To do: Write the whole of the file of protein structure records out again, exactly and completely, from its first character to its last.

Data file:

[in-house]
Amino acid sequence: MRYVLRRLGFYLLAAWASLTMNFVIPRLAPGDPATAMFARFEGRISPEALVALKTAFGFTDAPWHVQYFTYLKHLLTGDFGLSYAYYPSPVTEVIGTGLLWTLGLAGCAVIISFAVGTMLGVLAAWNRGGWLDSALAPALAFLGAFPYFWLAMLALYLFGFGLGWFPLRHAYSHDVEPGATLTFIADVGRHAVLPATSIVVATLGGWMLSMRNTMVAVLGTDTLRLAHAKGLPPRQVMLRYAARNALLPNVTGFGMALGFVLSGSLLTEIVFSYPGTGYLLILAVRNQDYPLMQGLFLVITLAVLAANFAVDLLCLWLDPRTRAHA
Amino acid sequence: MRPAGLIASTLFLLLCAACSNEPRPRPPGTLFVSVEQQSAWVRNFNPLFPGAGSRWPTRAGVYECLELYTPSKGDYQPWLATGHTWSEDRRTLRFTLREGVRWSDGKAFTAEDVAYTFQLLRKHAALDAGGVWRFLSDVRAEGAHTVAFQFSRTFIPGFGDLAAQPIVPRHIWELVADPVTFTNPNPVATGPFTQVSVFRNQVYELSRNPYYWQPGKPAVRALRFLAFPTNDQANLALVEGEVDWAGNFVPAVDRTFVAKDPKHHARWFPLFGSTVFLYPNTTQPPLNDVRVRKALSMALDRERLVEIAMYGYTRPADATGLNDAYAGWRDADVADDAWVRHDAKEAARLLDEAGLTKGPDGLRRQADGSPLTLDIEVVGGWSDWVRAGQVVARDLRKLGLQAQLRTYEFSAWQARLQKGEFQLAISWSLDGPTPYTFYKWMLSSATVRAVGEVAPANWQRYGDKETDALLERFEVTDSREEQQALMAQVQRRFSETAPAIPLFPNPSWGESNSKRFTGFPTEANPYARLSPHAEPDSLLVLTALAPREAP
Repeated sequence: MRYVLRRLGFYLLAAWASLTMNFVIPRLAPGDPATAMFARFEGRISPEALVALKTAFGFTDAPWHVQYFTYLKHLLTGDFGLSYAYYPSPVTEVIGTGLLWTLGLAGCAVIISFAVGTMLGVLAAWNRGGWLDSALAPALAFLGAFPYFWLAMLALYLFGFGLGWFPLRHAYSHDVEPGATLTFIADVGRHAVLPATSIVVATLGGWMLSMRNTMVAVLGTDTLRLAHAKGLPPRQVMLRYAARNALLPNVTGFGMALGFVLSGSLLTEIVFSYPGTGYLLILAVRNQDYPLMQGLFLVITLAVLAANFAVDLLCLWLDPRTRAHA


[in-house]
Amino acid sequence: MRYVLRRLGFYLLAAWASLTMNFVIPRLAPGDPATAMFARFEGRISPEALVALKTAFGFTDAPWHVQYFTYLKHLLTGDFGLSYAYYPSPVTEVIGTGLLWTLGLAGCAVIISFAVGTMLGVLAAWNRGGWLDSALAPALAFLGAFPYFWLAMLALYLFGFGLGWFPLRHAYSHDVEPGATLTFIADVGRHAVLPATSIVVATLGGWMLSMRNTMVAVLGTDTLRLAHAKGLPPRQVMLRYAARNALLPNVTGFGMALGFVLSGSLLTEIVFSYPGTGYLLILAVRNQDYPLMQGLFLVITLAVLAANFAVDLLCLWLDPRTRAHA
Amino acid sequence: MRPAGLIASTLFLLLCAACSNEPRPRPPGTLFVSVEQQSAWVRNFNPLFPGAGSRWPTRAGVYECLELYTPSKGDYQPWLATGHTWSEDRRTLRFTLREGVRWSDGKAFTAEDVAYTFQLLRKHAALDAGGVWRFLSDVRAEGAHTVAFQFSRTFIPGFGDLAAQPIVPRHIWELVADPVTFTNPNPVATGPFTQVSVFRNQVYELSRNPYYWQPGKPAVRALRFLAFPTNDQANLALVEGEVDWAGNFVPAVDRTFVAKDPKHHARWFPLFGSTVFLYPNTTQPPLNDVRVRKALSMALDRERLVEIAMYGYTRPADATGLNDAYAGWRDADVADDAWVRHDAKEAARLLDEAGLTKGPDGLRRQADGSPLTLDIEVVGGWSDWVRAGQVVARDLRKLGLQAQLRTYEFSAWQARLQKGEFQLAISWSLDGPTPYTFYKWMLSSATVRAVGEVAPANWQRYGDKETDALLERFEVTDSREEQQALMAQVQRRFSETAPAIPLFPNPSWGESNSKRFTGFPTEANPYARLSPHAEPDSLLVLTALAPREAP
Repeated sequence: MRYVLRRLGFYLLAAWASLTMNFVIPRLAPGDPATAMFARFEGRISPEALVALKTAFGFTDAPWHVQYFTYLKHLLTGDFGLSYAYYPSPVTEVIGTGLLWTLGLAGCAVIISFAVGTMLGVLAAWNRGGWLDSALAPALAFLGAFPYFWLAMLALYLFGFGLGWFPLRHAYSHDVEPGATLTFIADVGRHAVLPATSIVVATLGGWMLSMRNTMVAVLGTDTLRLAHAKGLPPRQVMLRYAARNALLPNVTGFGMALGFVLSGSLLTEIVFSYPGTGYLLILAVRNQDYPLMQGLFLVITLAVLAANFAVDLLCLWLDPRTRAHA